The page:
How big of a fan are you of Bruce Campbell? I open with this question because unless you are a big fan, or if you enjoy a bunch of B-grade horror movies, you’re not going to have a lot of fun with My Name is Bruce. I know that Bruce Campbell is a big fan of himself, though, as he directed, wrote, produced and stars in this film, which is about him. I thought at the start it would be very self-congratulatory, but it actually ends up making much more fun of the beloved star than one might initially think.

The film begins the way that many of these types of movies start. A group of kids decides that walking through a graveyard late at night would be a fun thing to do, so they do that and end up awakening a monster that had been asleep for a good number of years. The only one to survive is Jeff (Taylor Sharpe), who happens to be the biggest fan of Bruce Campbell. Meanwhile, the world-famous actor is wrapping up filming on Cave Alien II, and is essentially hating life. His birthday is also coming up, and his agent (played by Ted Raimi, in one of three roles), promises him something special.

So, when Campbell is kidnapped and taken to a strange town, which tells him he needs to slay the awakened monster — the Chinese god of the dead, Guan-Di (James Peck) — he thinks it’s an elaborate birthday fantasy put on by his agent. So, he goofs his way through it, all while making self-deprecating comments about himself and the schlock he often finds himself starring in — like, say, a B-movie in which everything is done as a joke: My Name is Bruce.

So, yes, it’s another campy B-movie where Bruce Campbell is the lead. There’s also a movie within a movie aspect that I won’t get into — see for yourself, as the film gets even sillier toward its finale — but it’s little different from most of his filmography. The only change is that Campbell chose pretty much everything within the film, and it also makes so many references in both plot and in dialogue to his previous works that you know it doesn’t even attempt to take itself seriously.

You also have to be at least somewhat of a fan of these previous outings. Otherwise, you’ll miss the line of in-jokes that populate our movie. The film’s target audience is definitely narrow, and I can’t help but feel if that’s a problem. There are some attempts at jokes that don’t have anything to do with Campbell’s career, but they come across as juvenile, silly, easy, and not very funny. This is a film for fans and fans only, while everyone else should do something else with their time.

It’s pretty much a critic-proof film, as all of the things that are wrong with it are likely intentional: The love interest (Kelly Graham) who has no reason to fall in love and changes personalities so frequently that she must have a disorder; the awful looking gore effects; a bunch of characters who are introduced for no reason other than to bring us exposition and then get killed; the monster’s weakness, which is absolutely ridiculous; Ted Raimi playing potentially racist stereotypes; etc. A lot of those are problems, but they’re done to pay homage to Campbell’s filmography, and to cover up for the insanely low budget.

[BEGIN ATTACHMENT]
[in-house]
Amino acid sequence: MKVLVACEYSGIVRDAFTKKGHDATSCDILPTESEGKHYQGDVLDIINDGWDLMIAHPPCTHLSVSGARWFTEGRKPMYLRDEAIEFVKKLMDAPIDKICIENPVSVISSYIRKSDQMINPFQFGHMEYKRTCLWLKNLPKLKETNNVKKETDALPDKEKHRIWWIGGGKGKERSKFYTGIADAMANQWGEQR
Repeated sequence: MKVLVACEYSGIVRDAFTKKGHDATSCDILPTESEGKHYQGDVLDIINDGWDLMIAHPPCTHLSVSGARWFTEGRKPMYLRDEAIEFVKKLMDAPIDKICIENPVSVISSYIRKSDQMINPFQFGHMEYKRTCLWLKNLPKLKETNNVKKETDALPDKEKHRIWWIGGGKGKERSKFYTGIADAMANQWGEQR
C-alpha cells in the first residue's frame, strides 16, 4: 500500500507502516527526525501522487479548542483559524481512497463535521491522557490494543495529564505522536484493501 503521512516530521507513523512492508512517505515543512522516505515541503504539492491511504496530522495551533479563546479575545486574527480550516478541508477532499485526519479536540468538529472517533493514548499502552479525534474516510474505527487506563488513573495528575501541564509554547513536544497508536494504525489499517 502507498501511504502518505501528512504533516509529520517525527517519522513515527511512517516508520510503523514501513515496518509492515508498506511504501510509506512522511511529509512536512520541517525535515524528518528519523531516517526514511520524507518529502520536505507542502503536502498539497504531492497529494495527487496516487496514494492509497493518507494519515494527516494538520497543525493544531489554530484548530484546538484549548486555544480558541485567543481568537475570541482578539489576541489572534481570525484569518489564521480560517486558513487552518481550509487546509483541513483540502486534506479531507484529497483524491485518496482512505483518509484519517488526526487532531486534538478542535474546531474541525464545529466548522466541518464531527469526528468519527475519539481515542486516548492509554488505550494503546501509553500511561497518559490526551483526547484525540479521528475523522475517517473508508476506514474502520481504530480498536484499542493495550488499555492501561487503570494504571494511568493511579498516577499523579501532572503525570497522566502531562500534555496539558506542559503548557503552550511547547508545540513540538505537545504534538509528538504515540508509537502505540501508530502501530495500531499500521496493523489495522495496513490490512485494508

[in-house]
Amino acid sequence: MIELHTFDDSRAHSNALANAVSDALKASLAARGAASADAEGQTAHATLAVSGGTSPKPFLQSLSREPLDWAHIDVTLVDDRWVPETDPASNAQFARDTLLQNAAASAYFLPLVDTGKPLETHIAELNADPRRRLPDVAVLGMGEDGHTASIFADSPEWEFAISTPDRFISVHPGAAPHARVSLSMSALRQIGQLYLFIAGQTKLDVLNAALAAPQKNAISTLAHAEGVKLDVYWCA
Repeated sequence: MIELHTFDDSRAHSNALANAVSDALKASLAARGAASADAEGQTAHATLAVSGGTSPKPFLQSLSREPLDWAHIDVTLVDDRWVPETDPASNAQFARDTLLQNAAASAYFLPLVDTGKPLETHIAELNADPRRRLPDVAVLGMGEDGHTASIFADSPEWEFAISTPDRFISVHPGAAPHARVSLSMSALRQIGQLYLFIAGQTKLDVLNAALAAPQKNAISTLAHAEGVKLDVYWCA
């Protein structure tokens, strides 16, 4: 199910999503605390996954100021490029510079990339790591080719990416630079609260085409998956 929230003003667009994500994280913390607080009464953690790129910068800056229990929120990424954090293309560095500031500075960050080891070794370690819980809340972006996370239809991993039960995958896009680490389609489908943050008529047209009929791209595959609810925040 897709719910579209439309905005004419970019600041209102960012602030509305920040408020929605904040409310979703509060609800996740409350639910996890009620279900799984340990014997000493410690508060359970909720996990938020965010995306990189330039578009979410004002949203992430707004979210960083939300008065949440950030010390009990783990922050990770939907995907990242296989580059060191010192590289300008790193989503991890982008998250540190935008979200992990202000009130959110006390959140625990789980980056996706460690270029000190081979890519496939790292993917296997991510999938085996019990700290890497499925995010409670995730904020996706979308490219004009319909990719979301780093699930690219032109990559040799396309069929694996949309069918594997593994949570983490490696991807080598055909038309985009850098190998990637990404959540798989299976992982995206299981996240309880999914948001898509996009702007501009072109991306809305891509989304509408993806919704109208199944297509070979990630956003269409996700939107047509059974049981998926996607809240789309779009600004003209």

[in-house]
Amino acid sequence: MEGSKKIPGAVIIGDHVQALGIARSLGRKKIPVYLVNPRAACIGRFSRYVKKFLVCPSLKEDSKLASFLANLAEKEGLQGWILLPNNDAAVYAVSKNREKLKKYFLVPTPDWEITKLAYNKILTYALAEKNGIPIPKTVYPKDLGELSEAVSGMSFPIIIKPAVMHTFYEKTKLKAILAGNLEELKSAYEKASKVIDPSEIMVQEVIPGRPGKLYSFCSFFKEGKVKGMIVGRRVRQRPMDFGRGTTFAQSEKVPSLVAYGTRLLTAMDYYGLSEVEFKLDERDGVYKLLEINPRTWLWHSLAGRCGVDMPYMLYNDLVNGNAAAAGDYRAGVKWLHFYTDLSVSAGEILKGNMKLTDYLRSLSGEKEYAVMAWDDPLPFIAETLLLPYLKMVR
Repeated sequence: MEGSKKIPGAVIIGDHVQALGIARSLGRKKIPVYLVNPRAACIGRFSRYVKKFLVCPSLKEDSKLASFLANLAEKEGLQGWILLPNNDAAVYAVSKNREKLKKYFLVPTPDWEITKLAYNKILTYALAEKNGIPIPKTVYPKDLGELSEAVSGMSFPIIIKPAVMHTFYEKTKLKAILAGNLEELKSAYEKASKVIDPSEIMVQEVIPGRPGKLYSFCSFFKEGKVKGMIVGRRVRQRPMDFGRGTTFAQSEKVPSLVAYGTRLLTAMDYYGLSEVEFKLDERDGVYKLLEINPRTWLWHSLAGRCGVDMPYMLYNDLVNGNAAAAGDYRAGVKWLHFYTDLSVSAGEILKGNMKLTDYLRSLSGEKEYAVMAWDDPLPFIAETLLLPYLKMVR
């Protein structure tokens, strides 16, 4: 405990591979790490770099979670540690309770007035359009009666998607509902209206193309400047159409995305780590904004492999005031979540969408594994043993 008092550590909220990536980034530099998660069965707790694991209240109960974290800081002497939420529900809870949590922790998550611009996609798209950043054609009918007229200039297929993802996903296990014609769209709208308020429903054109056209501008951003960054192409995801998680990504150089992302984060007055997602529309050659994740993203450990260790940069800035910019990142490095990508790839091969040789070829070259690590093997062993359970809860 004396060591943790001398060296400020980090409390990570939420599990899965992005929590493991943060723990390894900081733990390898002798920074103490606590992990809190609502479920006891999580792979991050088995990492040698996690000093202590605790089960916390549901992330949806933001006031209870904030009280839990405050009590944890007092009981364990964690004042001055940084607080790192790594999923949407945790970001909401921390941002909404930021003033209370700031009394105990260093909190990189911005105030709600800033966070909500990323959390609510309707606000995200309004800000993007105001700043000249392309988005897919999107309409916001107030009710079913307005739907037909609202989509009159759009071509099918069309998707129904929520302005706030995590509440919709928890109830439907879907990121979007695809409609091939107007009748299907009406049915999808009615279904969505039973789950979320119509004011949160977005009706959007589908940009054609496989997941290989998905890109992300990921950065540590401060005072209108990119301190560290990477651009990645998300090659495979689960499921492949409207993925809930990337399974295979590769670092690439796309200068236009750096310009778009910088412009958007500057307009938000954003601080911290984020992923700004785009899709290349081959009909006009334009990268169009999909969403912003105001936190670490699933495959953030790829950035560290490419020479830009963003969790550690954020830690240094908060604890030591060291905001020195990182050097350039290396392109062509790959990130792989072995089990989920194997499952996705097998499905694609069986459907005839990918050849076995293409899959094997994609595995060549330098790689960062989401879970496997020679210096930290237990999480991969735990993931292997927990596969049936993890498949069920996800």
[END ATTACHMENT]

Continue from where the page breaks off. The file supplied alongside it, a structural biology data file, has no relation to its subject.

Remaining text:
I thought it was funny, but, then I find myself enjoying these types of movies regardless of how self-referential they are. Often they’re good for a laugh, largely due to the low budget, terrible acting, and so on that My Name is Bruce is mocking. Making it an intentional comedy, one in which the leading actor, who also wrote and directed the thing, is the main attraction and person being made fun of is a brilliant idea, and I found it hilarious.

Actually, the monster, Guan-Di, looks pretty cool for what it is. He’s always in the dark, with some interesting lighting effects behind him and glowing eyes, which makes him look quite good. The majority of the budget probably went into creating him, sure, but it’s a monster that actually looks better than some in the films on Campbell’s resume. He’s not original or interesting in anything but design, but all you need is for him to look cool, right?

Still, your entire ability to enjoy the film is going to be centered on whether or not you like Bruce Campbell or the genre of films in which he typically finds himself. For his part, Campbell is really good at playing himself, and the transformation from egomaniac to … whatever he ends up as — I’m still not sure — is enjoyable. He’s a funny person, too, and it makes sense why his fanbase is so large. If you find yourself in that cult, you’ll be worshiping this film until Campbell makes a sequel.

My Name is Bruce is a self-deprecating film made by and starring Bruce Campbell, B-movie icon. For what it is, it’s a really funny movie that makes fun of Campbell’s entire career — save for, perhaps, his cameos in the Spider-man films. It borrows plot elements from a lot of movies he was in previously, and it makes more references than it could if it wanted to include anyone not in the know. I had a good time, and if you’re a fan of Campbell, you probably will as well, and should definitely see this movie.